By: Ted Dabrowski
Finding a law that reduces regulation and cuts costs within Illinois’ 255 new laws isn’t easy.* Many of them raise the cost of operating in Illinois by increasing monitoring or reporting standards or by adding safety requirements. Others simply increase fees or fines. Take a look at the full list provided by Illinois’ Senate Democrats and you’ll know what I mean.
But a particular law jumped out at me for being different. The law eliminates registration requirements for certain farming equipment and it gets rid of a $250 registration fee. For sure it’s small stuff, but it’s a welcome change from Illinois’ typical pattern of increasing restrictions and regulations.
Here’s how the Senate Democrats describe the new law:
License Plates on Farm Equipment (HB 2669/PA 101-0481): Removes current law requiring registration of specific farm wagon type trailers having a fertilizer spreader attachment and farm wagon type tank trailers. Removes the $250 registration fee and existing width and weight restrictions for single unit self-propelled agricultural fertilizer implements.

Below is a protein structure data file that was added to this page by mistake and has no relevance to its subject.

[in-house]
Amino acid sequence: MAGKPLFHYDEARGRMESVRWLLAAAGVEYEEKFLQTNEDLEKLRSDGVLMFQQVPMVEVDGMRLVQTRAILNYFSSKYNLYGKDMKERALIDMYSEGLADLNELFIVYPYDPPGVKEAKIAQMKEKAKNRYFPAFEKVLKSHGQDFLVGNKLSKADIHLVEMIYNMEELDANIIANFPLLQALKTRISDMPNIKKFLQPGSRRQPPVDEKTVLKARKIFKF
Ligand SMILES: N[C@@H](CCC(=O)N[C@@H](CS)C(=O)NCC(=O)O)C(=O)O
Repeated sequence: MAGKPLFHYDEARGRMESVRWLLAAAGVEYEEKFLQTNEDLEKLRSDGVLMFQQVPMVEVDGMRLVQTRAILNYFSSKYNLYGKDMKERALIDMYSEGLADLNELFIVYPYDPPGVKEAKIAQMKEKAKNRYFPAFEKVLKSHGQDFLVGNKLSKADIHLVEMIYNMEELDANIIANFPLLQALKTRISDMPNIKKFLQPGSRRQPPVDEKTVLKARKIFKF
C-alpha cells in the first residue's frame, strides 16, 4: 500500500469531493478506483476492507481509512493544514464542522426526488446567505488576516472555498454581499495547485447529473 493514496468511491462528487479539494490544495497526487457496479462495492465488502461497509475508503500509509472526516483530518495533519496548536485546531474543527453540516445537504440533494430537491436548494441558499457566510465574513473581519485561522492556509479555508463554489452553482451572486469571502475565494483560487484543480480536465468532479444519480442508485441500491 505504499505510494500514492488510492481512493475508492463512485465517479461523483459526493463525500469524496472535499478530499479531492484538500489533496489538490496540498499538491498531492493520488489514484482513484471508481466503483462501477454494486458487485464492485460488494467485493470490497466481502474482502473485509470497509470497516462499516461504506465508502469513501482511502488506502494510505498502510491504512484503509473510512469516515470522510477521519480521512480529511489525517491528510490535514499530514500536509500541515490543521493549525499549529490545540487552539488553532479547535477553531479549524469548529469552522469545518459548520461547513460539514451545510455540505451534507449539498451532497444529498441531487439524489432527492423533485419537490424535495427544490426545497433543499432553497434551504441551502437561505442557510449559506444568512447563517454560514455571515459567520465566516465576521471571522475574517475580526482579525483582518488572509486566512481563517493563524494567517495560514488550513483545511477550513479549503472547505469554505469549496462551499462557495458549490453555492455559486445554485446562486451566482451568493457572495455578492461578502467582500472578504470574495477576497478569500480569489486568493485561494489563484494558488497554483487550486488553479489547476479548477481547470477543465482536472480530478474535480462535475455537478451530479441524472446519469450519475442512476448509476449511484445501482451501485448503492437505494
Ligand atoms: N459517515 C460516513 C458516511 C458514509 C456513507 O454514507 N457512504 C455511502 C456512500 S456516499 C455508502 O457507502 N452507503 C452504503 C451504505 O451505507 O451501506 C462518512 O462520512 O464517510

To understand more, I called one of the co-sponsors of the bill, Sen. Jason Plummer, (R-Edwardsville). He told me the equipment in question covers tankers and spreaders that are only used seasonally that shouldn’t require registration.
“It’s commonsensical,” he explained. “This new law is one of the few that will lower fees and reduce bureaucracy. It makes sense and it was easy to back.”
If only this theme of common sense was prevalent throughout Illinois’ remaining 254 new laws.
* Caveat. Some of the Senate Democrat’s descriptions are short and cryptic, making it difficult to gauge whether a new law increases or decreases regulations and costs. But most of the time, you can get a sense of the direction.
Read more about Illinois and its fiscal crises:
- 250 new laws will greet Illinoisans January 1, but none slow the state’s steep decline
- Illinois enacting a progressive tax is like Sears attempting a turnaround by hiking prices
- This One Chart From Moody’s Illustrates Chicago’s Fiscal Plight
- Pritzker, don’t blame Wirepoints. Math diminishes your ‘monumental’ claims, not us.
- Moody’s shows Illinois is nation’s extreme outlier when it comes to pension debts
- It’s not just property taxes Illinoisans should be worried about. It’s home values, too.